24 May 2018 Digital holographic microscopy for remote life detection
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The presence of oceans on the outer solar system moons Europa and Enceladus poses the question of whether microbial life might be present on those bodies. One approach to answering that question could be a very compact, lightweight and robust microscope that is capable of rapidly imaging the contents of a 3-dimensional sample volume. To this end, we have been developing deployable digital holographic microscopes, which can also be used in the short term for terrestrial field work. A very stable “common-mode” microscope, in which two adjacent beams share several optics, has shown very good imaging performance, and has been deployed successfully to several field sites, including Greenland and Alaska. A more compact approach is our version of the lensless digital holographic microscope, which uses gradient index rod lenses to produce a pair of high numerical-aperture input beams. Sub-micron resolution has been obtained with both systems, and further performance improvements are possible.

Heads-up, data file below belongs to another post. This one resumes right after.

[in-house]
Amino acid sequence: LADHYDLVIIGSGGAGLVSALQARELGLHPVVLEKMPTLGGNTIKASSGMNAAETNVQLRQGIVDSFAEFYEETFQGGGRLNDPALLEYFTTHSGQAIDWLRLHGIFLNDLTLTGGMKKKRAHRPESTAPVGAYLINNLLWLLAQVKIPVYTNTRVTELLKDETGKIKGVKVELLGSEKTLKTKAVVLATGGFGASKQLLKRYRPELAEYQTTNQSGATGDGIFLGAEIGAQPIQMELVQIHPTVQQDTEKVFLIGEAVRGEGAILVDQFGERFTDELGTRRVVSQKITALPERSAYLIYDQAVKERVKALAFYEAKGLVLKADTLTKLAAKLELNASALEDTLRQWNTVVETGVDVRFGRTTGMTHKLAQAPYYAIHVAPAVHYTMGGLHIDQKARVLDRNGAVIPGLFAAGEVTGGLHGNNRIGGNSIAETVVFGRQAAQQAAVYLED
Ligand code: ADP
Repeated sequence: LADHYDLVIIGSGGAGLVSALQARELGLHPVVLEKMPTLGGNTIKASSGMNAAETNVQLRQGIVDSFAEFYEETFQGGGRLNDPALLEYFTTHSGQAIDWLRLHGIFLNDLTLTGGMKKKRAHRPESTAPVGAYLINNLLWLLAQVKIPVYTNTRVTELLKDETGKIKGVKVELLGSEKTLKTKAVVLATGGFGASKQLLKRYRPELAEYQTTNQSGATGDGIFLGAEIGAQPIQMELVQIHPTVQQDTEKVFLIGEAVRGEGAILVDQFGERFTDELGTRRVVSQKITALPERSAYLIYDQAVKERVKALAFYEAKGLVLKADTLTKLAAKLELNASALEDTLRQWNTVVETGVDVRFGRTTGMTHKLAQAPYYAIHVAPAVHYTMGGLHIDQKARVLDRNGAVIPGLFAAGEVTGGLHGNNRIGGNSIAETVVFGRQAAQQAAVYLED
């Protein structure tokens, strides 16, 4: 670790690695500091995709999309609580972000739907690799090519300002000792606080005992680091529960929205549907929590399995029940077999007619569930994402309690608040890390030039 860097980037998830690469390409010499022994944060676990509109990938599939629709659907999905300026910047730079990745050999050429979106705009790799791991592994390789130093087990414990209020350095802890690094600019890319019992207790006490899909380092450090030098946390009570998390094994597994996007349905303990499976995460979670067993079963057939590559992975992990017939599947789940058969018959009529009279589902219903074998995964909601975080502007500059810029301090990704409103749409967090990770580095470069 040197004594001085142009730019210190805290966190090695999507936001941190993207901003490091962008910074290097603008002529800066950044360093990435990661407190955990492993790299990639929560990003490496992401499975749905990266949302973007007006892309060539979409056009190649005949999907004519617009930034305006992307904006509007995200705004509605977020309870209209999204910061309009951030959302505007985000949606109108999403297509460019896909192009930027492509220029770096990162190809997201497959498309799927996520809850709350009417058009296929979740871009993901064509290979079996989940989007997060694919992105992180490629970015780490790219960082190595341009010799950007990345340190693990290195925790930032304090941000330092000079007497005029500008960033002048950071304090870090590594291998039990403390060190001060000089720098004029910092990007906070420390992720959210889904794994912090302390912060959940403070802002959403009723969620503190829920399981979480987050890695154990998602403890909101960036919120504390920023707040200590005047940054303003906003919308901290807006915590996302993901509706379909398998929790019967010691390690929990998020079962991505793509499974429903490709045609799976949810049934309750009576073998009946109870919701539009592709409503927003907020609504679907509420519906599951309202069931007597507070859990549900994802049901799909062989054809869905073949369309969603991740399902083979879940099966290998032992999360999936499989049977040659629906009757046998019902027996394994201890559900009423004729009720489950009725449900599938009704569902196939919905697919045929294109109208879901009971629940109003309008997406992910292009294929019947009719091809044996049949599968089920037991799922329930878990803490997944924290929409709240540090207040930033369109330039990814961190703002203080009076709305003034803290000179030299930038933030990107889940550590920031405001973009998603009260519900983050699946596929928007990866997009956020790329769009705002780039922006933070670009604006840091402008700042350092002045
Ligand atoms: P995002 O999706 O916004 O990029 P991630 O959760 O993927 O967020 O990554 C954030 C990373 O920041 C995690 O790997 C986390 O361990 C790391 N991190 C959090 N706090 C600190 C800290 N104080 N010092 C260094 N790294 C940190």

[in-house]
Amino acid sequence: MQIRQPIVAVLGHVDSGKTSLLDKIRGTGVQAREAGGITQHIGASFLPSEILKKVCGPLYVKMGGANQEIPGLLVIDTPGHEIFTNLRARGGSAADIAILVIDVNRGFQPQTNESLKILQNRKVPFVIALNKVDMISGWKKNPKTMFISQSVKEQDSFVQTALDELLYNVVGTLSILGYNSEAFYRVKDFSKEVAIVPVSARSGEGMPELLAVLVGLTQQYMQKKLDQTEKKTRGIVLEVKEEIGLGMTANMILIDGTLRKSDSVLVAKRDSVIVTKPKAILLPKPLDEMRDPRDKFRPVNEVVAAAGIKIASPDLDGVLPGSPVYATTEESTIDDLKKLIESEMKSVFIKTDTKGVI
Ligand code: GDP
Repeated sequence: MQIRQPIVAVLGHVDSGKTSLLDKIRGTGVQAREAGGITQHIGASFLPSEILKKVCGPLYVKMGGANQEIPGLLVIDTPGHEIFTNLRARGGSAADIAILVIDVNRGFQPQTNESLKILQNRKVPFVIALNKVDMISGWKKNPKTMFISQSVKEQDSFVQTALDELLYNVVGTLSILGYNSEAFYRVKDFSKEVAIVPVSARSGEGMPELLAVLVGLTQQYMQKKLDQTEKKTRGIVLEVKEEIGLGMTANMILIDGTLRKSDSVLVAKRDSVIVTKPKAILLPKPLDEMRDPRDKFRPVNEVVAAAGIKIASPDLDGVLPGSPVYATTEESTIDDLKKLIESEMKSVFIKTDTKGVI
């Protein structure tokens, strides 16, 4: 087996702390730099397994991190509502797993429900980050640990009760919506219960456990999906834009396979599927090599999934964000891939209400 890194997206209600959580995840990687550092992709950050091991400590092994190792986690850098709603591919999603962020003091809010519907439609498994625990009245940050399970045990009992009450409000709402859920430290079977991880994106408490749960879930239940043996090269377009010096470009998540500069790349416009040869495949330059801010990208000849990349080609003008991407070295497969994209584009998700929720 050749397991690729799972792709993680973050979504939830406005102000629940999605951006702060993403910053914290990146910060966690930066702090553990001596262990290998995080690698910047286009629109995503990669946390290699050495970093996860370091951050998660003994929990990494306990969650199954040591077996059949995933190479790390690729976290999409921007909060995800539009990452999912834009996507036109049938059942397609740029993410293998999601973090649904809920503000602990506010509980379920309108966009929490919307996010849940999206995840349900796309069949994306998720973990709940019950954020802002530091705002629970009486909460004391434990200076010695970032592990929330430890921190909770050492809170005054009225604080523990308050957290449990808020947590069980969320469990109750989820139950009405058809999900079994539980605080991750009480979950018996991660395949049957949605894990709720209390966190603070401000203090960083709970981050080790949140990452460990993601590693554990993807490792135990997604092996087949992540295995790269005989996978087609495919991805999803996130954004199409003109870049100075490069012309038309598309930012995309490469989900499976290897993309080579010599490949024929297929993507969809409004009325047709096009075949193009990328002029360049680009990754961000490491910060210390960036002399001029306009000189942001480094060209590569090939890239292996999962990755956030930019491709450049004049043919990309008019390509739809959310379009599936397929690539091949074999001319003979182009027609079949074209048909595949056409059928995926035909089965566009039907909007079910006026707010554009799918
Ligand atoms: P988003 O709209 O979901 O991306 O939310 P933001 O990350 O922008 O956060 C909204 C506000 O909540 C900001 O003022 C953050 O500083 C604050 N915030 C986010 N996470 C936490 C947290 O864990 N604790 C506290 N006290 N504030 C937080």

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E. Serabyn, E. Serabyn, K. Wallace, K. Wallace, K. Liewer, K. Liewer, C. Lindensmith, C. Lindensmith, J. Nadeau, J. Nadeau, } "Digital holographic microscopy for remote life detection", Proc. SPIE 10677, Unconventional Optical Imaging, 1067724 (24 May 2018); doi: 10.1117/12.2307675; https://doi.org/10.1117/12.2307675


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